Essay on First Amendment

Submitted By miasumra
Words: 623
Pages: 3

The First Amendment’s Right of Religion The First Amendment to the United States Constitution states, “Congress shall make no law respecting an establishment of religion, or prohibiting the free exercise thereof” (Janda 458). The Establishment Clause prohibits laws establishing religion and the Free­Exercise Clause prevents the government from interfering with the exercise of religion (458). The Supreme Court cases Lemon v. Kurtzman (1971) and Employment Division V. Smith (1989) are two cases that are based on the two freedom of religion clauses. The President and Congress can impact the Supreme Court cases. The Supreme Court case, Lemon v. Kurtzman (1971) decision was based on the First Amendment’s Establishment Clause. Alton Lemon filed a lawsuit arguing that Pennsylvania's state law that helps parochial schools for secular teacher salaries, instructional material, and textbook, violates the freedom of religion. The Lemon case established a three pronged Lemon Test. One, the government’s action must have a secular legislative purpose. Two, the government’s action must not have the primary effect of either advancing or inhibiting religion. Three, the government’s action must not result in an “excessive government entanglement” with religion. The Lemon Test became a part of the Establishment Clause. If any of these three prongs are violated, the government action is deemed unconstitutional under the Establishment Clause. The program in Lemon did satisfy the last prong in the Lemon test. The Supreme Court case, Employment Division v. Smith (1989) decision was based on the First Amendment’s Free Exercise Clause. Employment Division filed a lawsuit against Alfred Smith arguing that Smith was not given unemployment benefits because he was fired from his job for using illegal hallucinations for a Native American religious ceremony. Oregon won 6­3 and Justice Antonin Scalia wrote for the majority, saying that the court has never held that an individual’s beliefs in religion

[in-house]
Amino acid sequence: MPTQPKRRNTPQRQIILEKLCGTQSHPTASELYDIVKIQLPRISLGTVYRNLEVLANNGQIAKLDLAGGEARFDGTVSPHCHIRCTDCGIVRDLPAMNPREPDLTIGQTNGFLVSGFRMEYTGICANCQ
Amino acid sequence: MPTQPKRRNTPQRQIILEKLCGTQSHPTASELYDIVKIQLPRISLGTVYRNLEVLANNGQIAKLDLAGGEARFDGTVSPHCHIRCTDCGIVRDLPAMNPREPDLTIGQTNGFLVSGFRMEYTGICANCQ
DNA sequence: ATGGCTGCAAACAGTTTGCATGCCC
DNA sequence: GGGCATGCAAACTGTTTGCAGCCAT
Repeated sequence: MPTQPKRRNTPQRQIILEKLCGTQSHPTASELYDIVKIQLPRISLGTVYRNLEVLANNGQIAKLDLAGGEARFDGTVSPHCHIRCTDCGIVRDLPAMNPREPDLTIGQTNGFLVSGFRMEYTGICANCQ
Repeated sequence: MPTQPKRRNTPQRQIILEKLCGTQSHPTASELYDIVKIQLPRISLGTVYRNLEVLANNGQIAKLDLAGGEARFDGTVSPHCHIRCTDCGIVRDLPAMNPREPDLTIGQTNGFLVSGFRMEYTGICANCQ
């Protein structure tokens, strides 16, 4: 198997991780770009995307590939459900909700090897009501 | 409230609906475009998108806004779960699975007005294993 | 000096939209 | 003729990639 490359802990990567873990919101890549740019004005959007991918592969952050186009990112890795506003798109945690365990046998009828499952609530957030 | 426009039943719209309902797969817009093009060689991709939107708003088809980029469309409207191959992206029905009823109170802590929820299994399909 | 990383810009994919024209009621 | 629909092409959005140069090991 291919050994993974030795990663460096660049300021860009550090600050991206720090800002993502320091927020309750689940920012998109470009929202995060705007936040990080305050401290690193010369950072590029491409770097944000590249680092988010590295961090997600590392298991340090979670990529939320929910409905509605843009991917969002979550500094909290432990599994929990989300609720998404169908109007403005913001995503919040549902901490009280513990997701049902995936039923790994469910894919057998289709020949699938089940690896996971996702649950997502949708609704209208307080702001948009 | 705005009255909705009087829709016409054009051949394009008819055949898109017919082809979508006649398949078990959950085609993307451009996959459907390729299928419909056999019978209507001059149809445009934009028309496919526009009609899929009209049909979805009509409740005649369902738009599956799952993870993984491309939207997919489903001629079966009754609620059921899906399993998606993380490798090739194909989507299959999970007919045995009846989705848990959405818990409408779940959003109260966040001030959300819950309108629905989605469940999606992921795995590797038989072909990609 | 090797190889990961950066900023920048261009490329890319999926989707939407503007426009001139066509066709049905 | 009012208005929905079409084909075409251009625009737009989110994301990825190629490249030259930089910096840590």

excuses them from following other laws. Justice Scalia also wrote that allowing exception to every state law affecting religion "would open the prospect of constitutionally required exemptions from civic obligations of almost every conceivable kind" (Employment). The President and the Congress are two political institutions that limit the impact of Supreme Court decision. The President is the one who gets to nominate the Supreme Court Justices. For example, George W. Bush, a conservative appointed Chief Justice John G. Roberts, who was also